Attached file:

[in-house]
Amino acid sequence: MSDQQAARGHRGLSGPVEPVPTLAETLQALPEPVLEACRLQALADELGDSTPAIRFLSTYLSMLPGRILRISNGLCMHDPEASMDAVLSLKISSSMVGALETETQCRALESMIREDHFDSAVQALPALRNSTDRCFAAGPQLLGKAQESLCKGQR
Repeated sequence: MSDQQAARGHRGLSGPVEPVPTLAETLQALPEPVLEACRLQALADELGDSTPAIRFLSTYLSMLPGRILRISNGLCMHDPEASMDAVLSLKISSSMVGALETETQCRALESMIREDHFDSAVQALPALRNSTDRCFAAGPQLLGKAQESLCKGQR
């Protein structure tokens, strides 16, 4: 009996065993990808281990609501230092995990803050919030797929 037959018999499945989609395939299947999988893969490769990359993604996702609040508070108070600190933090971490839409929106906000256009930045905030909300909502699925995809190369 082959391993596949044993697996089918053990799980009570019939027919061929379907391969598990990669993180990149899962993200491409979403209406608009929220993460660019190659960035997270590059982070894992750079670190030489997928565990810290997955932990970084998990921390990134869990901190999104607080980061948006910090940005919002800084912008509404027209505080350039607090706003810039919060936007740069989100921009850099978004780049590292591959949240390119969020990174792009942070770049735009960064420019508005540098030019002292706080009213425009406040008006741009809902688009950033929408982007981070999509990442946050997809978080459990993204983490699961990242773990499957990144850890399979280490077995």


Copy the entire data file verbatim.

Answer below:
[in-house]
Amino acid sequence: MSDQQAARGHRGLSGPVEPVPTLAETLQALPEPVLEACRLQALADELGDSTPAIRFLSTYLSMLPGRILRISNGLCMHDPEASMDAVLSLKISSSMVGALETETQCRALESMIREDHFDSAVQALPALRNSTDRCFAAGPQLLGKAQESLCKGQR
Repeated sequence: MSDQQAARGHRGLSGPVEPVPTLAETLQALPEPVLEACRLQALADELGDSTPAIRFLSTYLSMLPGRILRISNGLCMHDPEASMDAVLSLKISSSMVGALETETQCRALESMIREDHFDSAVQALPALRNSTDRCFAAGPQLLGKAQESLCKGQR
């Protein structure tokens, strides 16, 4: 009996065993990808281990609501230092995990803050919030797929 037959018999499945989609395939299947999988893969490769990359993604996702609040508070108070600190933090971490839409929106906000256009930045905030909300909502699925995809190369 082959391993596949044993697996089918053990799980009570019939027919061929379907391969598990990669993180990149899962993200491409979403209406608009929220993460660019190659960035997270590059982070894992750079670190030489997928565990810290997955932990970084998990921390990134869990901190999104607080980061948006910090940005919002800084912008509404027209505080350039607090706003810039919060936007740069989100921009850099978004780049590292591959949240390119969020990174792009942070770049735009960064420019508005540098030019002292706080009213425009406040008006741009809902688009950033929408982007981070999509990442946050997809978080459990993204983490699961990242773990499957990144850890399979280490077995």